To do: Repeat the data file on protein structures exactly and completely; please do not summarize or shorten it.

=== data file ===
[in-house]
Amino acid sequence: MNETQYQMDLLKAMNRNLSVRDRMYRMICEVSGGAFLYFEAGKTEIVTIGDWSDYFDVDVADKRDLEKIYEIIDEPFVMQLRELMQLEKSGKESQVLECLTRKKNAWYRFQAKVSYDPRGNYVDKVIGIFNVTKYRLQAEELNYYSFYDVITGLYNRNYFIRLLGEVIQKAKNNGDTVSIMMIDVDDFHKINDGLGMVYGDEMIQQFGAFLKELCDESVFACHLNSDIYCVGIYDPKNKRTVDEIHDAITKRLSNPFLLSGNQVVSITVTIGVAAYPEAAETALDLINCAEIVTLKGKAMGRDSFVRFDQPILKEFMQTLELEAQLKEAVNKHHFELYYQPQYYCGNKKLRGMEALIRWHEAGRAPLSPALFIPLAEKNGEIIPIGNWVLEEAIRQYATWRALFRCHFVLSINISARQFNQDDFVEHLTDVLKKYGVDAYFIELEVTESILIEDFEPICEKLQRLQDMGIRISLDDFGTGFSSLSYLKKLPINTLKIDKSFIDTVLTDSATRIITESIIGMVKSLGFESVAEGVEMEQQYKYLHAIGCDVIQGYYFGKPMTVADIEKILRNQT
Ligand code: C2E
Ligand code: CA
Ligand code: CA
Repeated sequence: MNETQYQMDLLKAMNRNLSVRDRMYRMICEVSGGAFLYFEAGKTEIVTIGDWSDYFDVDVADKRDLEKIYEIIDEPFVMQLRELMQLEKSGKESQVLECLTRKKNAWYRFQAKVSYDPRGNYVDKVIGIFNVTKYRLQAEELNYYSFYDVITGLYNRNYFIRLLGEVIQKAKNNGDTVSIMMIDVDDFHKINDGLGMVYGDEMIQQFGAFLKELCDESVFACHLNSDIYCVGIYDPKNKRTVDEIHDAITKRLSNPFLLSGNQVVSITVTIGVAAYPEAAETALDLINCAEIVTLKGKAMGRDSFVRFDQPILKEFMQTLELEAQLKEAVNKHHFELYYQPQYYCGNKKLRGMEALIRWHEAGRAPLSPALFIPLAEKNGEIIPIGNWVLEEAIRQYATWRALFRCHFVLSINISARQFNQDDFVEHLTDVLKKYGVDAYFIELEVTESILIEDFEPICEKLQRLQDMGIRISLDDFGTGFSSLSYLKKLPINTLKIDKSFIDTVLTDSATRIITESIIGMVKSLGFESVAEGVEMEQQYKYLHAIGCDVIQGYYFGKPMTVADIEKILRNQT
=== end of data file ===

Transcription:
[in-house]
Amino acid sequence: MNETQYQMDLLKAMNRNLSVRDRMYRMICEVSGGAFLYFEAGKTEIVTIGDWSDYFDVDVADKRDLEKIYEIIDEPFVMQLRELMQLEKSGKESQVLECLTRKKNAWYRFQAKVSYDPRGNYVDKVIGIFNVTKYRLQAEELNYYSFYDVITGLYNRNYFIRLLGEVIQKAKNNGDTVSIMMIDVDDFHKINDGLGMVYGDEMIQQFGAFLKELCDESVFACHLNSDIYCVGIYDPKNKRTVDEIHDAITKRLSNPFLLSGNQVVSITVTIGVAAYPEAAETALDLINCAEIVTLKGKAMGRDSFVRFDQPILKEFMQTLELEAQLKEAVNKHHFELYYQPQYYCGNKKLRGMEALIRWHEAGRAPLSPALFIPLAEKNGEIIPIGNWVLEEAIRQYATWRALFRCHFVLSINISARQFNQDDFVEHLTDVLKKYGVDAYFIELEVTESILIEDFEPICEKLQRLQDMGIRISLDDFGTGFSSLSYLKKLPINTLKIDKSFIDTVLTDSATRIITESIIGMVKSLGFESVAEGVEMEQQYKYLHAIGCDVIQGYYFGKPMTVADIEKILRNQT
Ligand code: C2E
Ligand code: CA
Ligand code: CA
Repeated sequence: MNETQYQMDLLKAMNRNLSVRDRMYRMICEVSGGAFLYFEAGKTEIVTIGDWSDYFDVDVADKRDLEKIYEIIDEPFVMQLRELMQLEKSGKESQVLECLTRKKNAWYRFQAKVSYDPRGNYVDKVIGIFNVTKYRLQAEELNYYSFYDVITGLYNRNYFIRLLGEVIQKAKNNGDTVSIMMIDVDDFHKINDGLGMVYGDEMIQQFGAFLKELCDESVFACHLNSDIYCVGIYDPKNKRTVDEIHDAITKRLSNPFLLSGNQVVSITVTIGVAAYPEAAETALDLINCAEIVTLKGKAMGRDSFVRFDQPILKEFMQTLELEAQLKEAVNKHHFELYYQPQYYCGNKKLRGMEALIRWHEAGRAPLSPALFIPLAEKNGEIIPIGNWVLEEAIRQYATWRALFRCHFVLSINISARQFNQDDFVEHLTDVLKKYGVDAYFIELEVTESILIEDFEPICEKLQRLQDMGIRISLDDFGTGFSSLSYLKKLPINTLKIDKSFIDTVLTDSATRIITESIIGMVKSLGFESVAEGVEMEQQYKYLHAIGCDVIQGYYFGKPMTVADIEKILRNQT